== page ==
Service-oriented Architecture: A Practical Guide to Measuring Return on That Investment
Unless you've been incommunicado for the last few years, you've doubtless noticed the extensive press that SOA has recently received. Though the term can be intimidating, the fundamental concept is really quite simple - and very powerful. It's that to meet your present and projected business needs, you can turn your software applications into "building blocks" that you can infinitely rearrange, and usually at great speed. It gives you a new way not only to "reconfigure" your business, but to connect to suppliers, partners and customers.
Much like the Internet before it, SOA is sweeping through companies and industries, upending the competitive order. Thanks to SOA, companies are fast commissioning new products and services, at lower cost and with less labor, often with the technology assets they have right in hand. It's like discovering that with your existing condiments, you can make an entirely new and unexpected recipe, to the delight of your diners and of course yourself. Most important, SOA is helping to put IT squarely where it belongs: in the hands of the business executive, under whose direction it can create the most value.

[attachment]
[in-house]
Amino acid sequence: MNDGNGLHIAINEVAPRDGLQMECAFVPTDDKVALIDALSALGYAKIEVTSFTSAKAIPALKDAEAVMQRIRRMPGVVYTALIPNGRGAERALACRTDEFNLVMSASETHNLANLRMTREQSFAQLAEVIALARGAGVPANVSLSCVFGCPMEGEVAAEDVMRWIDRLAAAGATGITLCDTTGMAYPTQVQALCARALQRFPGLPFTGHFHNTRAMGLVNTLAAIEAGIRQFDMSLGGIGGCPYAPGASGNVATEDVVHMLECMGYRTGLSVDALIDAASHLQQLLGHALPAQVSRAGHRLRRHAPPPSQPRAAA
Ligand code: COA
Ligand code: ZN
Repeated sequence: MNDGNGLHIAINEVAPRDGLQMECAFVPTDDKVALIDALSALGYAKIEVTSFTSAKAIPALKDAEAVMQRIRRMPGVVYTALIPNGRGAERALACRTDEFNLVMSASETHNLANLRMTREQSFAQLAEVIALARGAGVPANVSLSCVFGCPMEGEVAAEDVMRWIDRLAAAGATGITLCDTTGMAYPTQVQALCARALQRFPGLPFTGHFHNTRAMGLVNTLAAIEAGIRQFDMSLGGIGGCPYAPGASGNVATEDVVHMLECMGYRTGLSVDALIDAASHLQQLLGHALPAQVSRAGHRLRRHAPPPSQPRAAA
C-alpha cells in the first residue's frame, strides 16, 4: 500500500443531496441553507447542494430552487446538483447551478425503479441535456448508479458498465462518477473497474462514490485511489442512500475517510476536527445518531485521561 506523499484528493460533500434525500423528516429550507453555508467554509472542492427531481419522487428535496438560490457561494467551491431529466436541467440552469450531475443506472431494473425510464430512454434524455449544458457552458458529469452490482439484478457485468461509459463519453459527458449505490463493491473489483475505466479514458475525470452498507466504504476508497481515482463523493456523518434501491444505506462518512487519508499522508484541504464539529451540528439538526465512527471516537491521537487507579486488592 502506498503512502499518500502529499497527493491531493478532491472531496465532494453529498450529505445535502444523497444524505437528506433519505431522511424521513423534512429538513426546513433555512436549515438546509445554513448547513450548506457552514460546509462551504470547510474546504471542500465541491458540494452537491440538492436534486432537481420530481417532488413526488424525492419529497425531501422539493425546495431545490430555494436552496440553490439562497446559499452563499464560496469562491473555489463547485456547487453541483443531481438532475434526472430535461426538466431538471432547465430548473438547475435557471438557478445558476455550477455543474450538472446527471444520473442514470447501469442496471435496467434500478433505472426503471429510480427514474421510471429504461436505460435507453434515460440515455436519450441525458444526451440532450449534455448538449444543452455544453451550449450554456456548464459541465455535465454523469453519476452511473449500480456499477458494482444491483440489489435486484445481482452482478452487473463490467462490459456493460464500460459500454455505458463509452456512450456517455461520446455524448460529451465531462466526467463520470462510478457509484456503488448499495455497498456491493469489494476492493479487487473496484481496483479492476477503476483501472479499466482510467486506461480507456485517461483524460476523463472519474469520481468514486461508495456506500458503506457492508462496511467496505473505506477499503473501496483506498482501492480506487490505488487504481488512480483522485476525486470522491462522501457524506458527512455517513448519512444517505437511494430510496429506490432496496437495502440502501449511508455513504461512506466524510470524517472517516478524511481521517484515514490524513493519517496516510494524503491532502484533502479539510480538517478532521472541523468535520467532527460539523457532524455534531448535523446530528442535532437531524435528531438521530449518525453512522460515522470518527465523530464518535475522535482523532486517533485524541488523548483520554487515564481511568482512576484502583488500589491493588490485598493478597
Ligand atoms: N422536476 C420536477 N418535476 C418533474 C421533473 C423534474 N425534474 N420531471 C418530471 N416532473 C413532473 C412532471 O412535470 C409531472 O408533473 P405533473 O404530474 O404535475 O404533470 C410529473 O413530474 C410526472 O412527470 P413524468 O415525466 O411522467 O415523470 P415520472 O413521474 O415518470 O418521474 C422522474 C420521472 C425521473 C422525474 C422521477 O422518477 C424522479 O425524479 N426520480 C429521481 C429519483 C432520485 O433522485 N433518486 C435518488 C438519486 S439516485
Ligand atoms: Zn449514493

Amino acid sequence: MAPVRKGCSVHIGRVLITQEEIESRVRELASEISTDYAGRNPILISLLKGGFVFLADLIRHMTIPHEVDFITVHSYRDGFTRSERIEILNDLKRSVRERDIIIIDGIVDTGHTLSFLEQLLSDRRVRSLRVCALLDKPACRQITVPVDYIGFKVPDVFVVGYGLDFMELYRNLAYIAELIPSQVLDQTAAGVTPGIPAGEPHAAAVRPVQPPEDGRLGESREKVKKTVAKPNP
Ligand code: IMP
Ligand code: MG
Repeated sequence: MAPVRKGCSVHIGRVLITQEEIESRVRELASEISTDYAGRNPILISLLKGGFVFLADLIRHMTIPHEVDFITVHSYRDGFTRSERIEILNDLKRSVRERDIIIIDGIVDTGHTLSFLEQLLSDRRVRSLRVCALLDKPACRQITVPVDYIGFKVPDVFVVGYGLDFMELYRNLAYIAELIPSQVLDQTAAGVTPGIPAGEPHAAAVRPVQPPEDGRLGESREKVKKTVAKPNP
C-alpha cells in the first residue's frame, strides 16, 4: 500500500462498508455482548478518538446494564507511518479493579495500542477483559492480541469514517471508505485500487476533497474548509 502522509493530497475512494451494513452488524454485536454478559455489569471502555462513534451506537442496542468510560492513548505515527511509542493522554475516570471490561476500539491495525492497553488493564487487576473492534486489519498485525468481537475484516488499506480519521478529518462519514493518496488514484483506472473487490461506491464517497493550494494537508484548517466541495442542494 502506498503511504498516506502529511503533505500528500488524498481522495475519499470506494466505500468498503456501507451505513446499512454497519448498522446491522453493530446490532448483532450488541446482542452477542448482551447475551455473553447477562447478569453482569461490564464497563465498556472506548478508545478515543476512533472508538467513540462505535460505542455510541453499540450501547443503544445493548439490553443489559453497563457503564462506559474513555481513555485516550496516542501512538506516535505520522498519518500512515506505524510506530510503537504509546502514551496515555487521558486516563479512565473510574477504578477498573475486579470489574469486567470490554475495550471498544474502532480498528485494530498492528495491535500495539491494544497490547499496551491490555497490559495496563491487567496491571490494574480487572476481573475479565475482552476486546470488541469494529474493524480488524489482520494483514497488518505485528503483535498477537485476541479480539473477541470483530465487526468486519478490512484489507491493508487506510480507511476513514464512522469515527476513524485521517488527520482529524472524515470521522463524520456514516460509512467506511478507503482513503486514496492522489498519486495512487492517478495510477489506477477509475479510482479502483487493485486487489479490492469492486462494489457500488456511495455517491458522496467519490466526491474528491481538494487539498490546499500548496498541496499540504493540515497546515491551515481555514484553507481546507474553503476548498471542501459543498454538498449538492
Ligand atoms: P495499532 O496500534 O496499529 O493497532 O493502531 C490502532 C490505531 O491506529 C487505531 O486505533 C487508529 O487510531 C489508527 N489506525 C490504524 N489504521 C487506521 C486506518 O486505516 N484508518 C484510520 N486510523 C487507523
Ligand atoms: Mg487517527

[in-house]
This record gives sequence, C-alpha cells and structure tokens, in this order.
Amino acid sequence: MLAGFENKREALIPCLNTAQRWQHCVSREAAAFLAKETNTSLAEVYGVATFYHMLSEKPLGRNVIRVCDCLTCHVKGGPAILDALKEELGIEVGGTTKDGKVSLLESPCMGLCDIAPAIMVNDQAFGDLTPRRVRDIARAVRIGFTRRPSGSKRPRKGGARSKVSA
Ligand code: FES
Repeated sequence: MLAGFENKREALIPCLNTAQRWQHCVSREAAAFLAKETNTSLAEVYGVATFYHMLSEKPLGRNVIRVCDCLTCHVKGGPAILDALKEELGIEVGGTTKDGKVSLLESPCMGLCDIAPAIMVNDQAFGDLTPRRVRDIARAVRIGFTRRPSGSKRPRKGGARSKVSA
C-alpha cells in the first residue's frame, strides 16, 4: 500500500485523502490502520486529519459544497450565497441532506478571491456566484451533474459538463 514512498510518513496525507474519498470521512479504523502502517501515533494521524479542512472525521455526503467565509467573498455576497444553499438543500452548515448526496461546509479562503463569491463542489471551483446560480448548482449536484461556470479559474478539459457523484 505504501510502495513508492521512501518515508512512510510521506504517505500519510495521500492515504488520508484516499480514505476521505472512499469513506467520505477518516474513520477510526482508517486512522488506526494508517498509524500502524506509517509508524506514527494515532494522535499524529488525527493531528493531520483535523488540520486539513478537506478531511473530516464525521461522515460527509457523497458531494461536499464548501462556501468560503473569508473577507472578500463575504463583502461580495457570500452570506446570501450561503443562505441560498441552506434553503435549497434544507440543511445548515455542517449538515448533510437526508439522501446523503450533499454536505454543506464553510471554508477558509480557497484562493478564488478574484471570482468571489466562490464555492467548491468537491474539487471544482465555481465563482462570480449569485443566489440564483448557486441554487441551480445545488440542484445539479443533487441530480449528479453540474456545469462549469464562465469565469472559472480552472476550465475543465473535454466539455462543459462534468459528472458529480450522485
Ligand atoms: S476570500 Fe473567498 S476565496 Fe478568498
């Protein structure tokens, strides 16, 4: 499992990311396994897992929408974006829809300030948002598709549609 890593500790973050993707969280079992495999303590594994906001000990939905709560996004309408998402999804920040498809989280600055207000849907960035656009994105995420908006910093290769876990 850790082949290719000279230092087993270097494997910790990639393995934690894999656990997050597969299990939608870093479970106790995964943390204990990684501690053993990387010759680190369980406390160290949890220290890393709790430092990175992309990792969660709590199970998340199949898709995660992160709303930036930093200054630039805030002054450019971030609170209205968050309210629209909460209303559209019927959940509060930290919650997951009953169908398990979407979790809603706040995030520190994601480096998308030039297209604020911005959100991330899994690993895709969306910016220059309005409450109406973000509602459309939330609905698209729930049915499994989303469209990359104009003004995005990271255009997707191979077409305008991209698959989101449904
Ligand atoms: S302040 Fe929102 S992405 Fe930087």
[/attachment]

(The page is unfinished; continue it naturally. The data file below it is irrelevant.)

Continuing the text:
IBM Global Business Services
Jay DiMare is an Associate Partner within IBM Global Business Services. He has over twentyfive years experience in the development of large-scale, complex, cross-organization applications in the financial markets, banking and insurance industries. He is currently the global leader for the Application Innovation Services team at the IBM Institute for Business Value. Jay recently coauthored a paper, CEOs are expanding the innovation horizon: Important implications for CIOs, that addresses the changing role of the CIO in the innovation process. He holds a patent for software algorithms applicable to document management applications, and he has developed IBM software products in partnership with clients.
- IBM Global Services
- 15 Nov 2006
- 01 Nov 2006
- 16 Page(s)
- White Paper